29

A decade or so ago, I had this exact problem playing with new/young players. I came up with a few solutions that worked depending on the group/players. It's admittedly a hard situation because they would assume anything the GM explicitly mentions is usually important. There's one thing I want to ask, but let me answer your questions, first: Explicitly ...


4

I'm a big fan of clipping things to my GM screen for everyone to see. NPC pictures to remind them they have some NPCs along, a ship's mast to remind them "you are all on a ship," etc. For lighting, you could make little pieces of paper with a sun (light), a moon (dim) and just black (dark) and have the relevant one pinned up on the top of your screen ...


5

If the information is solely limited to things the GM has decided - then yes, you are stuck with the mouthpiece issue, as tabletop RPGs are played through conversation, and if only one person can declare facts, then that is what you end up with. However, allowing players to make input can vary greatly in scope, and maybe one of these will work better for ...


4

If you're using a game mat and you're drawing the map out as you play, any room that is dim has diagonal lines in one direction to signify that the light in that room is in fact, dim. If a room is completely dark, draw diagonal lines in the opposite direction and add curved lines in the corners of the room to signify that the room is dark. If a dark room has ...


6

If you use miniatures If you use miniatures, it might be useful to get some kind of small ring (like, cut out top of a cottage cheese or margarine container, leave just the rim) that you can place down around the light sources. Obviously: a) it's not exact, and b) you need to find something a close size for the actual light to your map, but it can serve as ...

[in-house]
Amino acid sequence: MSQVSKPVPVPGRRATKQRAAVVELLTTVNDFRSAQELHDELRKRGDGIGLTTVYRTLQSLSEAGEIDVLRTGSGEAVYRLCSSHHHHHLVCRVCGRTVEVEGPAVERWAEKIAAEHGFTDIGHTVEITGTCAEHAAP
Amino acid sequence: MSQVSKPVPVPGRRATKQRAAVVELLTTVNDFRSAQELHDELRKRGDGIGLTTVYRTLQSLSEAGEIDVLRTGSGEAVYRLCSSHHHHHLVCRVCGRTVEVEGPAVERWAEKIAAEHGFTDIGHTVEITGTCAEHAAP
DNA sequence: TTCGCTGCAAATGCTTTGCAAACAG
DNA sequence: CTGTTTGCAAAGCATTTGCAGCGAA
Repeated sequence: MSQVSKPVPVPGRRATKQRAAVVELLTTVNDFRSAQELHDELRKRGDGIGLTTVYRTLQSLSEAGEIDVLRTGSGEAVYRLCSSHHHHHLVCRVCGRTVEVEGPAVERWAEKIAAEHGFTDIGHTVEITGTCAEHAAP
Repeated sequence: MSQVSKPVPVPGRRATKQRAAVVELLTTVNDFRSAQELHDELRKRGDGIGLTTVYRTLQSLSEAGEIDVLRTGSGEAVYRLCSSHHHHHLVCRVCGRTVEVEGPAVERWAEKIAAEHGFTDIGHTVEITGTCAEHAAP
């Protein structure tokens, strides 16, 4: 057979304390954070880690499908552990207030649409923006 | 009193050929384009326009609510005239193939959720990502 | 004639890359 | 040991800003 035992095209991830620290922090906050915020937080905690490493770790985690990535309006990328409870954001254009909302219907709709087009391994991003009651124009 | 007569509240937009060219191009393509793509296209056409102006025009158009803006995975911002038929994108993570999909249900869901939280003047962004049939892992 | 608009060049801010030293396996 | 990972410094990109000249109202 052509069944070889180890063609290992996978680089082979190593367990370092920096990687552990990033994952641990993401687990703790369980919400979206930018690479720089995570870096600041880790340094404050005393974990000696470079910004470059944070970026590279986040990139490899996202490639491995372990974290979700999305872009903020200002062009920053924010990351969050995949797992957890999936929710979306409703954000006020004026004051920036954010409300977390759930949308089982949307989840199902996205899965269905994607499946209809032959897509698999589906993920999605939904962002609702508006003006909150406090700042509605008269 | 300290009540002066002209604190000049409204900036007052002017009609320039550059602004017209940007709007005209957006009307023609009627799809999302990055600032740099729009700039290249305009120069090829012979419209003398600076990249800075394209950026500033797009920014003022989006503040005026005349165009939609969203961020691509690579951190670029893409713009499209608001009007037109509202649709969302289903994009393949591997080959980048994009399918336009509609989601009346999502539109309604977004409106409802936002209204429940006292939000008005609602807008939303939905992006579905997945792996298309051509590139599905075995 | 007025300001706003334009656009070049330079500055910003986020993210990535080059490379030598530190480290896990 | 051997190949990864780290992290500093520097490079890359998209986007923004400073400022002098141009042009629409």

15

Using The Lost Mines of Phandelver as an example, here's how I handle such situations. Map I frequently forget elements when going off published maps. So I take the published map, photocopy it, and mark it in a way that makes the key elements of each room impossible for me to miss. For example, if the room is dark, I outline the shape of the room using a ...


6

Option 3, All the Way! You act like option 3 is a joke, but it doesn't have to be. In my campaigns, most of my players write 2-3 page backstories (of their own volition), and I try to help each of them determine how their background fits into the current campaign. I also end up writing 1-2 paragraphs about each important location, event and NPC for my own ...


18

I'm going to take a slightly different tack here, because it sounds like the question is about games where the GM doesn't want to cede the authority to the player to "just make stuff up." And even in games where the GM does, sometimes it's not appropriate. The method I've used, with reasonable success, goes something like this: Keep the information per ...


2

Disclaimer: Which tactic is best depends, as always, on the style/theme of your game, the scope of lore being discussed, and the players involved. Empower the player to alter the setting: Defer to Jadasc's fuller answer: let the player improvise, and treat anything they say as fact unless it contradicts a previous fact/event of the campaign, or a major ...


6

There's not a lot to be done here in the general case. The three options you listed are pretty much definitive. You need to push information from the GM to a player, and it's unlikely that you'll know what information needs to be pushed in advance. You could do something crazy, like write up a comprehensive wiki of your campaign world and give the ...


30

Let the loremaster improvise. Start with the premise that "loremaster" doesn't mean "omniscience" or "retrocognition." There are many things that are not written down, not on the grid, were never recorded in lore, or have simply been forgotten or altered with time. Make sure the player has a solid grasp of the themes of the game. When it comes time for ...


4

I prefer (iv), give the loremaster an overview and then make them ask for more details. For example: GM: "You know this and that about <some corporation>, you also have more details, feel free to ask." Player: "Do I know who is the head of that corporation?" GM: "Yes, you do, it is <that guy>" Player: "And do I also know the ...